Alpe d’Huze


The Alpe d’Huze is known because of its use in the Tour de France, though 2018 will be its return after an absence of several years. Despite its legendary status, this ride is only rated by ClimbByBike as 803 in the world, 152 in France, and 288 in the Alps. It includes 21 hairpin turns, but its length and elevation gain are relatively speaking steady but not challenging for elite cyclists.

Its status is because of its position within a stage. It is a climb to a ski resort and so the stage finishes at the summit. . In the 2018 Tour de France, it is proceeded by two higher climbs and the climb begun 100 miles into the stage.

Mountain Summary

This climb has a cycling distance of 13.2 km and an average grade of 8.1% with a maximum grade of 10.6%. It begins at 744 m and ends at 1815 m with an elevation gain of 1071 m.  At 3514 ft, the effects of altitude are minimal.

Mountain Profile

As climbs go, this has a short 2 km initial climb around 10% and then proceeds for most of the way at a steady climb around its average.

Required Climbing Effort

Using our formulas for Effort Against Gravity and Effort Against  Rolling Resistance, and ignoring aerodynamic drag because of slow speed and the many changes of direction, we compute the total work for a range of cyclist’s weights on a 16 lb cycle as follows:

Cyclist-Cycle Weight Work Against Total Work
Cyclist(lbs) Cycle(lbs) Newtons Gravity RR Joules
125 16 627.20 671,730.40 16,558.06 688,288.46
150 16 738.40 790,831.53 19,493.89 810,325.42
175 16 849.61 909,932.66 22,429.71 932,362.38
200 16 960.82 1,029,033.80 25,365.54 1,054,399.34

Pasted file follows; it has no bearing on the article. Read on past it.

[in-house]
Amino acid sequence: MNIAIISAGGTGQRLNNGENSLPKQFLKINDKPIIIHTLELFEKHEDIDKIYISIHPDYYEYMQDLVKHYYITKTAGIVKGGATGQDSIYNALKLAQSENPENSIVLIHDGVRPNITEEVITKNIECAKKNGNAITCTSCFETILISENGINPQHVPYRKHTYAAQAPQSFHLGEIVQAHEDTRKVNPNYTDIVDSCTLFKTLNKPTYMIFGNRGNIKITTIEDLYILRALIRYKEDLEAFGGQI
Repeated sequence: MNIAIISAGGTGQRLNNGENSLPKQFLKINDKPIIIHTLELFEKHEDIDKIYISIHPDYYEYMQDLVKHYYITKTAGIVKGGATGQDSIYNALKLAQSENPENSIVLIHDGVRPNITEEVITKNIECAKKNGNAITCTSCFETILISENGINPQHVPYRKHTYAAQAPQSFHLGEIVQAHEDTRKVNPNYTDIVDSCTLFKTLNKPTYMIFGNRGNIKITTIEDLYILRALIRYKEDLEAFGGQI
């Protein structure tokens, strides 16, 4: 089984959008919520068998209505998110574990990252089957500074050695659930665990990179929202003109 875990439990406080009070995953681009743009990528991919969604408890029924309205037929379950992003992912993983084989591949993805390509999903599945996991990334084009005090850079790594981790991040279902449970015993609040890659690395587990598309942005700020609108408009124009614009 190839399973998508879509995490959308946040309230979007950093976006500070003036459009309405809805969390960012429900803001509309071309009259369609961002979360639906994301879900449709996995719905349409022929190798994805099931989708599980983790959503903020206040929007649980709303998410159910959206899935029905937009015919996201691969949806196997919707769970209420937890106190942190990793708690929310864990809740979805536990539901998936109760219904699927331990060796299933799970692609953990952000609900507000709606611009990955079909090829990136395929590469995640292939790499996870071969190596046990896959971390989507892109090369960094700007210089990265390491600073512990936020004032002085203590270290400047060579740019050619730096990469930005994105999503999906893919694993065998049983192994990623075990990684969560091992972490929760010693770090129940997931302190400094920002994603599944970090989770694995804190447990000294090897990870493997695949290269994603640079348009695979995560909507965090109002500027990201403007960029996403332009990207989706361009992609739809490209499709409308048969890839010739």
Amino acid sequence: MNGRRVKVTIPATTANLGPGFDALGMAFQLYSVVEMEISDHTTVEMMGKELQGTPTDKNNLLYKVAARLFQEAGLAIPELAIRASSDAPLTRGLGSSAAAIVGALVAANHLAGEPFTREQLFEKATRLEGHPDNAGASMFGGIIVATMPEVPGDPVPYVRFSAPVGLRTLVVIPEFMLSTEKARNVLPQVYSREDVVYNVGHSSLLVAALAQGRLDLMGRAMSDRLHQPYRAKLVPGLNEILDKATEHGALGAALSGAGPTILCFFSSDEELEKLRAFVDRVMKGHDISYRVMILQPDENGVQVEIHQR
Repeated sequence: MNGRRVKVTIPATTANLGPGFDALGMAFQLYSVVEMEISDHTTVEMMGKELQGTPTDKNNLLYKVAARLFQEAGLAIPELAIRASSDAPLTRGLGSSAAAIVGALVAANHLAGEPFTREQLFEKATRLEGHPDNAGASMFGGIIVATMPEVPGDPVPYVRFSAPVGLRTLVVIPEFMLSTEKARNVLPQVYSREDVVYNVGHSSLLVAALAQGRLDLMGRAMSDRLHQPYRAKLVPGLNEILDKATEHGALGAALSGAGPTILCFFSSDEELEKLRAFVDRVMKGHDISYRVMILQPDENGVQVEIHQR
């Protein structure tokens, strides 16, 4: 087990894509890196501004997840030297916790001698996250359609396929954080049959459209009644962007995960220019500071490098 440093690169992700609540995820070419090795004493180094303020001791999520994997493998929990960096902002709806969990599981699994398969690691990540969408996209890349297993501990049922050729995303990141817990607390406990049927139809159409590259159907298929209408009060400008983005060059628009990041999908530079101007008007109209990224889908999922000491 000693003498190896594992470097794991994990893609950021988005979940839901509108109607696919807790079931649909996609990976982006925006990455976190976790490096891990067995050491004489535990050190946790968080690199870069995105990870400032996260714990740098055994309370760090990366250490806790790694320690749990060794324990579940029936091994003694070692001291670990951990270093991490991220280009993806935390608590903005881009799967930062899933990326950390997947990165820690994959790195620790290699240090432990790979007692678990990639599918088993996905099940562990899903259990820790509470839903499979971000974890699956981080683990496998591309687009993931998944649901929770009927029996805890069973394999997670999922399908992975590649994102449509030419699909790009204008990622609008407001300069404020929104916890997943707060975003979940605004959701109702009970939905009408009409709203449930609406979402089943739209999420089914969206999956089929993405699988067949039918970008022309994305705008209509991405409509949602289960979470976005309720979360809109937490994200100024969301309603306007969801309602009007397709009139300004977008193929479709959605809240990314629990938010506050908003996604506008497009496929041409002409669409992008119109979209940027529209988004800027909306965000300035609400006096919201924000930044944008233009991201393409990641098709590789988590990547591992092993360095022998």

Climbing Power Levels

We connect the Total Work to the Cyclist by asking what power level must they train to make the climb in a certain time.  First, we estimate Marco Pantini’s level in his 37 min 35 sec ascent. Assuming he corresponds to the first row, we divide by the time in secs and get 305.23 Joules/Sec or 305.23 Watts. Converting using his mass of 57.5 kgs, yields 5.31 watts/kg⋅sec. This would be equivalent to powering three 65 inch LED TVs.

For a 175 lb recreational cyclist looking to make the climb in 90 minutes, they would need 172.82 Watts.  Again converting to Coggin’s yields 2.18 watts/kg⋅sec. In general, I prefer the first term as it tells you most directly the number of watts a given cyclist would need to produce.

Computing Difficulty Indexes

Plugging the numbers into a spreadsheet, we get

ClimbByBike Index = 124.4743

Codifava Index = 123.38

Given the first index includes a factor for Riding at Altitude which in this case is 8.15 points,we should adjust the second to

Codifava Index = 131.53

Next Topic:   California Death Ride





Cycling as seen through the eyes of elite cyclists.